The war increasingly gets tribalized. Misusing the argument of tribal/ethnic discrimination, both SAF as well as RSF try to rally support, and keep on recruiting civilians - most likely even underage ones- young men with no other perspectives in the impoverished country.
If anybody believes any sustainable peace deal would be possible with RSF and SAF only, he or she misses the point completely. But including all other armed groups who are equally lacking (clear) objectives will also not work. Armed forces - SAF, RSF or militias/other armed forces - need to be part of ceasefire mechanisms and regional/local peacebuilding efforts. But they shall never be part of any political settlement again. A
settlement must be discussed, to be negotiated, to be agreed upon and to be implemented in an inclusive process by civil Sudanese themselves- however long it may take.
The longer the war continues, the more likely it will sustain and expand, even beyond the borders of Sudan.
Parts of Sudan which so far have not experienced direct war are at risk to become direct battle fields, too. Regional and global players will sooner or later openly support one side. Already now, a lot could be said about the current role of regional players like Egypt, Eritrea, the Emirates, Saudi Arabia, or of global ones likeRussia, the US, and China, to name but a few. Without them keeping their hands off Sudan, the state definitely will collapse totally, with severe regional consequences. The whole region is instable anyway, just recall the situation in Libya or take South Sudan, a country being very far from legitimately called peaceful.
The same is true for Ethiopia. Players from outside thought, problems were solved with just the Tigray war getting fixed. It has been kind of fixed, at least there is ceasefire - but now Oromia and Amhara are in flames, a development completely foreseeable from the beginning.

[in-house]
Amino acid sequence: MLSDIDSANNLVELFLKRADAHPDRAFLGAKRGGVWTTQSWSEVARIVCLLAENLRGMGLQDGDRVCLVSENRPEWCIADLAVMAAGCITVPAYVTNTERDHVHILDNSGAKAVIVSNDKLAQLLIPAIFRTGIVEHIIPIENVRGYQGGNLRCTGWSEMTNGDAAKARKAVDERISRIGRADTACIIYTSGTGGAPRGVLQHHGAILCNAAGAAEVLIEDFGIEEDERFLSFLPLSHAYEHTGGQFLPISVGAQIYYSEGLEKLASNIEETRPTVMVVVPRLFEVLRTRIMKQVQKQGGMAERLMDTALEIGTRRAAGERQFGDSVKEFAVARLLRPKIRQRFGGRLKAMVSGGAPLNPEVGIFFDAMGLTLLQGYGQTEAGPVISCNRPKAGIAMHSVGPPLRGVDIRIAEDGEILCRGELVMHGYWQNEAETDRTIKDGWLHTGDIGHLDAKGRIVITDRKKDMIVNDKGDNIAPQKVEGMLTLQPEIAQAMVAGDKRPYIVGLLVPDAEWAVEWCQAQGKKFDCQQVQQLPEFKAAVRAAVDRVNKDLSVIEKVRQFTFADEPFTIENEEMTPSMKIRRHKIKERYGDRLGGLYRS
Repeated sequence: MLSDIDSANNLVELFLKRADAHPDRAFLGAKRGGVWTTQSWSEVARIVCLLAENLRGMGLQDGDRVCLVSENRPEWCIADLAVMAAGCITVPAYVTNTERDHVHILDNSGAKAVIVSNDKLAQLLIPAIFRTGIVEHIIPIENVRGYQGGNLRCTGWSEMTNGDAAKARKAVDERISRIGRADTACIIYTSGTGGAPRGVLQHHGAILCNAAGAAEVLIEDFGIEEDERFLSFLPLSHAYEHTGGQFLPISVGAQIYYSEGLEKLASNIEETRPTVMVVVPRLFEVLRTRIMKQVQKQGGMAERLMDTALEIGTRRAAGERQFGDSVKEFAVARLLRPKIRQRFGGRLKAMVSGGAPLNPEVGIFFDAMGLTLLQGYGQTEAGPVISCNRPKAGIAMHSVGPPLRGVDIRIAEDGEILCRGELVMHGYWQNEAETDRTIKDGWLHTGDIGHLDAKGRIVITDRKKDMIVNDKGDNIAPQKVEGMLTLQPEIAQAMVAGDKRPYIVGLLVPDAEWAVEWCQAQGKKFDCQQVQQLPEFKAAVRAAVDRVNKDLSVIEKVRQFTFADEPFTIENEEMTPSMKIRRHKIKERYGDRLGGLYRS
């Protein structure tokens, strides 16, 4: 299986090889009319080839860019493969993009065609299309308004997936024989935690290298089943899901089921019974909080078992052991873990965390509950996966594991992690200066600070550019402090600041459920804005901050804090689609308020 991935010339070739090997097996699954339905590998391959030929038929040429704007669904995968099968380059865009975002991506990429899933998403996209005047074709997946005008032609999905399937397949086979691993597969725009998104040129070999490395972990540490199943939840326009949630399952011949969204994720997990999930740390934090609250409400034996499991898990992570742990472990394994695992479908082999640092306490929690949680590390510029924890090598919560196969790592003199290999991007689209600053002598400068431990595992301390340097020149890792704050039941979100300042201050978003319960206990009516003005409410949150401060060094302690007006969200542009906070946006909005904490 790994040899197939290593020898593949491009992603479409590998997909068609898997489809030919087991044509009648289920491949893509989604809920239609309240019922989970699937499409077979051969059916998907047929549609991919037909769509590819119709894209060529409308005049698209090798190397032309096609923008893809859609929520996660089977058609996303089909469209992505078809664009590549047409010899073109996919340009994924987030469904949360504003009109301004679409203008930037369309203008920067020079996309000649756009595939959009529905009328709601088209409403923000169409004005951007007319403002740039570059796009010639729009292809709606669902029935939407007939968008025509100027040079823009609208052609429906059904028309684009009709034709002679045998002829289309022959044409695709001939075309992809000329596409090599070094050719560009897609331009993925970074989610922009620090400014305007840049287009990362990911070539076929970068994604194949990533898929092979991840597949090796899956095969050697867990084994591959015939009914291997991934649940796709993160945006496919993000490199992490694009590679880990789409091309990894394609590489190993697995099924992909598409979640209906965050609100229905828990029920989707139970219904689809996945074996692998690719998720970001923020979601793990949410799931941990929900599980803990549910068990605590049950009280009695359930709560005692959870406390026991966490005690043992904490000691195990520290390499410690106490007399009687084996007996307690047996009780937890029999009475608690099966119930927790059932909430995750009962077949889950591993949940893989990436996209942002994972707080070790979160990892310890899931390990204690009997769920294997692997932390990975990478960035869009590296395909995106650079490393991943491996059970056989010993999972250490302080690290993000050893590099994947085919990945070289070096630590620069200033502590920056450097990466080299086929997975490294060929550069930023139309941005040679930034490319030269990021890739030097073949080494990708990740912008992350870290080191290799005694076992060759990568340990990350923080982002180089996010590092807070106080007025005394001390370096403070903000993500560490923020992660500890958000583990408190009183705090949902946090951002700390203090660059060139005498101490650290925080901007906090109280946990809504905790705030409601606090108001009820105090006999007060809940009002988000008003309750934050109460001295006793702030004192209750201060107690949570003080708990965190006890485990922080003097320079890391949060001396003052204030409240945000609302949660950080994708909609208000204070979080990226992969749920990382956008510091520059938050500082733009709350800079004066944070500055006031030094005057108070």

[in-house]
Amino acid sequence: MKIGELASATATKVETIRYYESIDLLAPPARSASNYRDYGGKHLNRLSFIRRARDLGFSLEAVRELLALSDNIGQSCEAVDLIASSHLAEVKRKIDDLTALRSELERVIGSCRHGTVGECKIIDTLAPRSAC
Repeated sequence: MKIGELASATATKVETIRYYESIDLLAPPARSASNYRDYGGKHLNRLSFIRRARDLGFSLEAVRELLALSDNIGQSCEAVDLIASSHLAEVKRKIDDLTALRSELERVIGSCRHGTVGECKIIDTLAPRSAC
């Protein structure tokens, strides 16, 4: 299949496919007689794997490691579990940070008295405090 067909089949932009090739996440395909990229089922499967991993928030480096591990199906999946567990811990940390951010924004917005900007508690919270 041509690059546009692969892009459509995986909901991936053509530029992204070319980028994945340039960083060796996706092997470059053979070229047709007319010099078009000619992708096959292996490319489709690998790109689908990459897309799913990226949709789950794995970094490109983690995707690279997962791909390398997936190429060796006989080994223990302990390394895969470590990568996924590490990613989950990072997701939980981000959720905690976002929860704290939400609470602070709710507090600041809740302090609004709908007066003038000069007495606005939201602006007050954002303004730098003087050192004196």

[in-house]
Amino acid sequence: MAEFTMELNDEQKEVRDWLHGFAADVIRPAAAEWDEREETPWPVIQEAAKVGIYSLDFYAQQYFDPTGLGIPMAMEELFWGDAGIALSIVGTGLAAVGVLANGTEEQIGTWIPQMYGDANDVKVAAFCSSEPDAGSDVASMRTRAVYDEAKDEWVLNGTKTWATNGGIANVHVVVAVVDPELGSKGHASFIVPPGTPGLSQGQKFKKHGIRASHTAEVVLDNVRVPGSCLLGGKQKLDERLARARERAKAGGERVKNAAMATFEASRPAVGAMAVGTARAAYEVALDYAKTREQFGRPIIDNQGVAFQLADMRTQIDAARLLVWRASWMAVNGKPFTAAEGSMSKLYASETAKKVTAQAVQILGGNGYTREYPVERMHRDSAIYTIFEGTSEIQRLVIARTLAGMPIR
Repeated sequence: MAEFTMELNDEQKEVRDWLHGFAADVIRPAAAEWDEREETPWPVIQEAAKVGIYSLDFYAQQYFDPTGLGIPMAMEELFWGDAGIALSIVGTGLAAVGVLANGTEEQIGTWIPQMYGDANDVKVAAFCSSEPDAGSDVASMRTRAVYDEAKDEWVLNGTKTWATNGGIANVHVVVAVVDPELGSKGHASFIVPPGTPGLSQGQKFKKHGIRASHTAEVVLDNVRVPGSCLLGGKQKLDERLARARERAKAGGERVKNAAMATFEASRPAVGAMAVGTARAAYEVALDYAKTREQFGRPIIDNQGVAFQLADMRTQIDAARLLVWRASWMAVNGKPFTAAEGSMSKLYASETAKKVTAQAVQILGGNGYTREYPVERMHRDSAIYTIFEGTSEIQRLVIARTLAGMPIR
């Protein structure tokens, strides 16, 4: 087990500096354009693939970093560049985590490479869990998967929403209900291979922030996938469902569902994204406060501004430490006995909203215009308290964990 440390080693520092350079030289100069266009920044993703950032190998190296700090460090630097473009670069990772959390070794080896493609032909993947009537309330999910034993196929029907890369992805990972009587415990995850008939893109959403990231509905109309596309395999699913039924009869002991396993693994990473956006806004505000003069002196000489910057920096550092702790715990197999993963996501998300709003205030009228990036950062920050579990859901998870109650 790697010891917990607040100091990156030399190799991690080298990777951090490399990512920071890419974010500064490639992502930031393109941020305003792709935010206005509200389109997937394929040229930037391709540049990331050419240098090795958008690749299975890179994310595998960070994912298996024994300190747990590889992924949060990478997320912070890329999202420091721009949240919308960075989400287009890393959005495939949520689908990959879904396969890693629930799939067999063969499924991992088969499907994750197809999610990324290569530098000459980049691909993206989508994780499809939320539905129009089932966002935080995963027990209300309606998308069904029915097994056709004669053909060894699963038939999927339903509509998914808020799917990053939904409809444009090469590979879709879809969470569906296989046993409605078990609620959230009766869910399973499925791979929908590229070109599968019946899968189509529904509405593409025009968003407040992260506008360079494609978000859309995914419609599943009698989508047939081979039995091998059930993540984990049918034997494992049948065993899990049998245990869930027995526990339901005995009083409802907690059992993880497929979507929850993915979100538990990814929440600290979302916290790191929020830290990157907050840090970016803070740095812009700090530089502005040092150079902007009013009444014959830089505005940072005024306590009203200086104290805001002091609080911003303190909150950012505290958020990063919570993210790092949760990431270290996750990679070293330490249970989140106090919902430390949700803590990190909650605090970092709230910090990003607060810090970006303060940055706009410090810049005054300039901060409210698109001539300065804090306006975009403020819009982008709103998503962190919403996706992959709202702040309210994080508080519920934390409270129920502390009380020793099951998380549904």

By far too many peace initiatives are currently running parallel, competing even, and thereby giving room for armed forces to play their own games: the most prominent is the initiative by the US together with Saudi Arabia in Jeddah, but there are initiatives by IGAD, by the AU, by Egypt, and even Israel offered to mediate; of lately SAF general Burhan asked South Sudan’s president Salva Kiir
to fix it, who anyway is already part of the IGAD initiative, rejected by Burhan because of Kenya’s suspected role.
If there is an honest interest in a peaceful future for Sudan, the international community needs to agree on one platform only, which has to fully integrate Sudanese civil partners from the very beginning.
A terrible exodus including intellectuals and activists is ongoing, either through direct targeted killing or through emigration. For the older migrants it is the second, third or even fourth time to be forced to leave home. Traumata already big because of the past, including the violence used during and after the peaceful revolution, are now very deep. What such traumata can cause and how difficult it is to build a country with deeply traumatized and retraumatized people can be seen in the sad case of South Sudan, e.g.
Having all the above stated in mind: Are there any perspectives for peace in the long run? Of course, nothing is forever, and, as Nobel peace laurate Desmond Tutu once said: We are all slaves of hope, rightly so, I would even add. Giving up is never an option, and there are so many great Sudanese keeping on working for peace, old ones, and especially also the young ones, the backbone of the peaceful revolution of 2019/20, the ones who at this moment do their outmost again to assist their fellow countryman and women in any way possible. They all are the ones who will find a solution- the sooner, the less outsiders with their own agenda interfere.
Also important in the process is, that outsiders stop asking the various Sudanese political and civil actors to speak with one voice. How on earth
should they do this-and why? Just imagine asking all kind of different actors in Sweden or in Germany to speak with one voice, as otherwise you could not deal with them! It will never work, and there is absolutely no need even. Just assist Sudanese civil groups to meet and to discuss and make their voice heard; assist all local reconciliation and peace building efforts wherever possible - and have a very long breath, even in hosting refugees.